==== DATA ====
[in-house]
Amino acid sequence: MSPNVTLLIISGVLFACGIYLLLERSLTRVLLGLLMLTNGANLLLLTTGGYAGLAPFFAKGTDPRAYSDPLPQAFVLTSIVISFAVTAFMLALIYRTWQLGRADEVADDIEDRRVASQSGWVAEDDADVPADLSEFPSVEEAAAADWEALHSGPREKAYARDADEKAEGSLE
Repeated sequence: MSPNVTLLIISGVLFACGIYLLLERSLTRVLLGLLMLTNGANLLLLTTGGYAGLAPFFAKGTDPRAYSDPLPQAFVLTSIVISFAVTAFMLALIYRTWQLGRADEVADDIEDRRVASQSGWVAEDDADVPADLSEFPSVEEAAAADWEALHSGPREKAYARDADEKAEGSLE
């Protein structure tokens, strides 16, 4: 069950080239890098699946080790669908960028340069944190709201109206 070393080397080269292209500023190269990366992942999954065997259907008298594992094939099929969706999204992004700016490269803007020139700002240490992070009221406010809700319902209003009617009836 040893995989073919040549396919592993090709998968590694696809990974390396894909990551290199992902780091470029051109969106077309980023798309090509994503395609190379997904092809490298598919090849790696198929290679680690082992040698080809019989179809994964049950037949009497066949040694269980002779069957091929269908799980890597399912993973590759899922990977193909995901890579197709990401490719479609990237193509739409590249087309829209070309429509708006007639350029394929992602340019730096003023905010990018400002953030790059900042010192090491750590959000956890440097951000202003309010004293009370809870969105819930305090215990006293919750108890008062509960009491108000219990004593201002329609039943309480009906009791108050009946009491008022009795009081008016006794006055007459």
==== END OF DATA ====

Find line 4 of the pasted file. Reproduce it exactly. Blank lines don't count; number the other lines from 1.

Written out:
């Protein structure tokens, strides 16, 4: 069950080239890098699946080790669908960028340069944190709201109206 070393080397080269292209500023190269990366992942999954065997259907008298594992094939099929969706999204992004700016490269803007020139700002240490992070009221406010809700319902209003009617009836 040893995989073919040549396919592993090709998968590694696809990974390396894909990551290199992902780091470029051109969106077309980023798309090509994503395609190379997904092809490298598919090849790696198929290679680690082992040698080809019989179809994964049950037949009497066949040694269980002779069957091929269908799980890597399912993973590759899922990977193909995901890579197709990401490719479609990237193509739409590249087309829209070309429509708006007639350029394929992602340019730096003023905010990018400002953030790059900042010192090491750590959000956890440097951000202003309010004293009370809870969105819930305090215990006293919750108890008062509960009491108000219990004593201002329609039943309480009906009791108050009946009491008022009795009081008016006794006055007459």